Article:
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EPA’s Free Technical Assistance Webinar: Everything You Wanted to Know About PFAS But Were Afraid to Ask

April 2023 – EPA is conducting a free webinar for owners and operators of publicly owned treatment works on April 12 from noon to 2:00 p.m. CDT.

The U.S. Environmental Protection Agency (EPA) continues its series of technical assistance webinars on best practices for optimizing performance for small wastewater treatment plants (WWTPs). These webinars can help you understand the root causes of common problems WWTP operators face and will provide suggestions and resources to help you fine-tune operations and fix noncompliance problems.

Note: Not all listed training is approved for TCEQ Occupational Licensing Continuing Education (CE) credit. Contact the training provider, EPA, or EPA subcontractor offering the training to verify if the course(s) can count toward CE credits for renewing a TCEQ occupational license.

Webinar Topic, Date, and Time

  • April 12, 2023, noon – 2:00 p.m. CDT: Everything You Wanted to Know About PFAS But Were Afraid to Ask: From the Operators’ Perspective (per- and poly-fluoroalkyl substances, commonly abbreviated as PFAS)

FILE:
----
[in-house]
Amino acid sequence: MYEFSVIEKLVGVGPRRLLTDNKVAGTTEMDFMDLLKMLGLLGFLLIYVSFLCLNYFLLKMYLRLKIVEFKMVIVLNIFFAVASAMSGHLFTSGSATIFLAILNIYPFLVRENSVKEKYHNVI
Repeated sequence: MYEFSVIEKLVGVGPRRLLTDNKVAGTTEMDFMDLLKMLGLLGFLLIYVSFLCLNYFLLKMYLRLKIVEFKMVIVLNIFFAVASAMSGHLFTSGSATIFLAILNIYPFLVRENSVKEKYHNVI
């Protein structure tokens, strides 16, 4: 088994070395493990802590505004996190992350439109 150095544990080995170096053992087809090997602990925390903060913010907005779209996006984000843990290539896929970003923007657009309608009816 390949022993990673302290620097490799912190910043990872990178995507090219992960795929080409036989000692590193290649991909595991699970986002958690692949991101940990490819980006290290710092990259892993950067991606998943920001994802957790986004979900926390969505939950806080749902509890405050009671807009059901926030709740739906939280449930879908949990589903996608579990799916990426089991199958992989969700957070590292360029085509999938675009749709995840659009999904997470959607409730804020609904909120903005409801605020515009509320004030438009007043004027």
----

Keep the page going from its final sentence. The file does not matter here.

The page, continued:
Who Should Attend? 

  • This series is geared toward plant owners and operators of smaller systems with flow of less than 1 million gallons per day. Others include: WWTP owners and operators, design engineers, municipal leaders, NPDES technical assistance providers, permit writers, and compliance staff from state, local, tribal, and federal governments.

How to Register

Previous Webinars

Visit EPA’s Technical Assistance Webinar Series: Improving CWA-NPDES Permit Compliance webpage for information on additional webinar recordings.

Additional Free Wastewater Operator Training

Water Sector Workforce Webinars
EPA hosted a series of webinars showing how organizations across the water sector are implementing programs to help utilities address their own workforce challenges.
This program combines the best web resources for small system operators in a free, user-friendly location. This is supported by the Rural Community Assistance Partnership and the University of Illinois Urbana-Champaign, with funding from the EPA.